*Edit Just to be clear, it is normally a bad thing. But sometimes it is a good thing.
                      I don't think it's ever inherently a good thing. Having an attribute A and accidentally doing something good doesn't entail that having A is a good thing. I take it that's what happens when incompetent people sometimes accidentally stumble on the correct solutions or answers. The article isn't talking about mere overconfidence. It's a certain kind of overconfidence that's given rise to by profound incompetence.

                      Good meta-cognition shouldn't be limiting by definition. If your meta-cognition doesn't allow you to see that it's somehow limiting your cognition, then it's not very good. Perhaps your concept of meta-cognition is inaccurate. A good meta-cognition applies to itself. That must be part of the concept of meta-cognition or else you result in an infinite regress or no ability to distinguish people who can gauge their own ability accurately from those who can't (except at a certain meta-level, but that doesn't help much if there are an infinity of meta-levels). Meta-cognition presumably is the ability to monitor accurately one's cognitive abilities. But since meta-cognition is a cognitive ability itself, it must be included as part of what's monitored.

                      Comment


                      • #12
                        Re: Dunning-Kruger effect

                        I am talking about real human beings that are experts, not mythical intellectual perfection.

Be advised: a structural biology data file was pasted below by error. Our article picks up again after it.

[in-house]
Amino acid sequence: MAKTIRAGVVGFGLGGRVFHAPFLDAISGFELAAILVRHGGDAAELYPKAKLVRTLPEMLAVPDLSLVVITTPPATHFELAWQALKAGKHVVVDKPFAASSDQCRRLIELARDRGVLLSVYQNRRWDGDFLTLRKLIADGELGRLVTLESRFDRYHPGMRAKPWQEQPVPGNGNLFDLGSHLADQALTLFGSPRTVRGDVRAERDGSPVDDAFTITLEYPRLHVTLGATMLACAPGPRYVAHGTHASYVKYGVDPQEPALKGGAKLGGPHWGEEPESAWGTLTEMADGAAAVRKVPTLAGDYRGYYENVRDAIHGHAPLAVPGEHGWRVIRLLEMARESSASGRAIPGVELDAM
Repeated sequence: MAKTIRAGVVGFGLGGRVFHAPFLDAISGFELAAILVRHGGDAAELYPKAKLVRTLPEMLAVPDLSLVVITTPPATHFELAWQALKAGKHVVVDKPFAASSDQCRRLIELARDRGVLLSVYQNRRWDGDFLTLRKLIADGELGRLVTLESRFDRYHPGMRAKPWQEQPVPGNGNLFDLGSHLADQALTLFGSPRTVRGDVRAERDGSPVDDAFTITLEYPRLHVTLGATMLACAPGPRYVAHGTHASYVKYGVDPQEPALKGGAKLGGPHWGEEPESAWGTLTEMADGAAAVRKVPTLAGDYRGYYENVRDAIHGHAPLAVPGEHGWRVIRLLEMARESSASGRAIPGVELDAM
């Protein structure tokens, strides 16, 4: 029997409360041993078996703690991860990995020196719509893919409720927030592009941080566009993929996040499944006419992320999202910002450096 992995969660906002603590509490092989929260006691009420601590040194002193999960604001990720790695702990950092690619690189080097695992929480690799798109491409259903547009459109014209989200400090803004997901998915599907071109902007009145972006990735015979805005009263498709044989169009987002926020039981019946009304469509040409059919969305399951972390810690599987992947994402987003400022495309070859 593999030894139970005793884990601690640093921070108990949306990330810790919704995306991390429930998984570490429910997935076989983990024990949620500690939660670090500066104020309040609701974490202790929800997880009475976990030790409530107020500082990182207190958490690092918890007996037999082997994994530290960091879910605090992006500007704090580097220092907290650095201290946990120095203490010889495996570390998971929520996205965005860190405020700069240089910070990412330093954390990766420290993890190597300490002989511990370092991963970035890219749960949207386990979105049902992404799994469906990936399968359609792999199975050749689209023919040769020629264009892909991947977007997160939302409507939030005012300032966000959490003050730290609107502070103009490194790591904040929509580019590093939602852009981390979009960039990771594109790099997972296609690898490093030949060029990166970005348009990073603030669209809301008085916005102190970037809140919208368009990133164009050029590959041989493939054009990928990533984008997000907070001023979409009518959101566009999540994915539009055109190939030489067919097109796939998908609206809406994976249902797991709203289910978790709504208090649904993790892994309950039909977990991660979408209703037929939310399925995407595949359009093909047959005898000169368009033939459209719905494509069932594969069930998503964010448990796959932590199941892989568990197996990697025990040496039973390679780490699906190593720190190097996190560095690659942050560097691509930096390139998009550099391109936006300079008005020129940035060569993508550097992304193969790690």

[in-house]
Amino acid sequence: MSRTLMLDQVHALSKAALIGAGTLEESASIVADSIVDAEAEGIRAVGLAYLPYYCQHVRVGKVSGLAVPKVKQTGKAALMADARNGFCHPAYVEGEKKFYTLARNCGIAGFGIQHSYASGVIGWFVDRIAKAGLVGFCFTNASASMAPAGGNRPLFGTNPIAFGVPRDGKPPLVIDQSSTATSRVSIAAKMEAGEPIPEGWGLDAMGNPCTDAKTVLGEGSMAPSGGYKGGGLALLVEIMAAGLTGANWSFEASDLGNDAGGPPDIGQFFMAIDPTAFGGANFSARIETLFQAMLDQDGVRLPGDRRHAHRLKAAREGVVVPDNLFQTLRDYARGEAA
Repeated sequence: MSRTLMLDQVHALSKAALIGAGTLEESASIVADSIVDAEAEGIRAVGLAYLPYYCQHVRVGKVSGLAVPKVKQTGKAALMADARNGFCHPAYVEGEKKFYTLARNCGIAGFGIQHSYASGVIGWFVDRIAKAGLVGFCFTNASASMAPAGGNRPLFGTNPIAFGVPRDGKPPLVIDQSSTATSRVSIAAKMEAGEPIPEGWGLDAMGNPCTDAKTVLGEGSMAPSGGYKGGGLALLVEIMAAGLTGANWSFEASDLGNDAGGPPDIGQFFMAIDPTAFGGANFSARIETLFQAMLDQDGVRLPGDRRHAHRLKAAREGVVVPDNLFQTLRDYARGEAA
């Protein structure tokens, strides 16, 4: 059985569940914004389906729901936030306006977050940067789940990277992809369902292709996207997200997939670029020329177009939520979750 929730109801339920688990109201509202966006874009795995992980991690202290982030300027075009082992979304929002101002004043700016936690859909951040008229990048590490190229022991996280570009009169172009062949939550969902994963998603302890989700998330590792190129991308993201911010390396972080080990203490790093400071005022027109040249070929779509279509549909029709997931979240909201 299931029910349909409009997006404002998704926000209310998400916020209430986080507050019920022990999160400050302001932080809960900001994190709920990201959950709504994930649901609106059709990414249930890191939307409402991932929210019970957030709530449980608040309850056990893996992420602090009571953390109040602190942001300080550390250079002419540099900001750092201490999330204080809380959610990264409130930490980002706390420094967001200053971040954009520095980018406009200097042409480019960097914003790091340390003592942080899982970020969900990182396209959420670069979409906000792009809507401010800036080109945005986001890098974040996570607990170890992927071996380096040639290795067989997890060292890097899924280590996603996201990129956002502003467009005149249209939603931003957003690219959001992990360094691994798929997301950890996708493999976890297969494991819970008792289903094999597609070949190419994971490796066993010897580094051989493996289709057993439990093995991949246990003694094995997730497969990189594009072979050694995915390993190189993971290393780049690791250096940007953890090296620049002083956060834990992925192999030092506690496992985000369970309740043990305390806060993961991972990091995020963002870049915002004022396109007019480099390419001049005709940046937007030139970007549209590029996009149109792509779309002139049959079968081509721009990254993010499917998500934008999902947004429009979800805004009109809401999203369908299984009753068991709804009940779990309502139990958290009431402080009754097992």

I am reading competence to be much like expertise*. It isnít necessarily what you are capable of. It is what you can accomplish at that particular point in time. Just because you fail a test today doesnít mean you will fail the same test tomorrow. The fact that those that fail a test are over confident of their ability to pass the test does not detract from what they are actually capable of.

                        Maybe you think that is what meta-cognition is? Understanding what you can accomplish not only now, but also in the future? If it is I believe you are wrong. Meta-cognition is just knowledge about your knowledge up till that point in time. It isnít about what your knowledge or ability will be in the future.

                        And meta cognition is a two edged sword. As you said if it canít be applied to itself then it isnít very good. I have never read anywhere that it does apply to itself. I would guess that any individuals could have, at most, 5-7 levels of it because that seems to be the limit of short term memory. It is, I think, a short term memory phenomenon. You might be able to recall that in the past your knowledge level was x. And really I think it is a summation of long term memory instances of meta cognition awareness.

                        So in the present your reaction to your meta cognition will depend on two things. Whether you are an optimist or a pessimist and how often your meta cognition has been correct. (Donít forget that the subjects of the study where college students. Most would be optimists to begin with and that is a confounding factor. Add to that the fact most were probably young. What kind of meta cognition do most young people have?)

                        If there is no meta cognition due to age or other factors I would say the optimist would try things and the pessimist would not. The pessimist that had high potential would fail to achieve but the pessimist that had low potential would not exert undo effort. The optimist with high potential would achieve but the optimist with low potential would exert undo effort for nothing.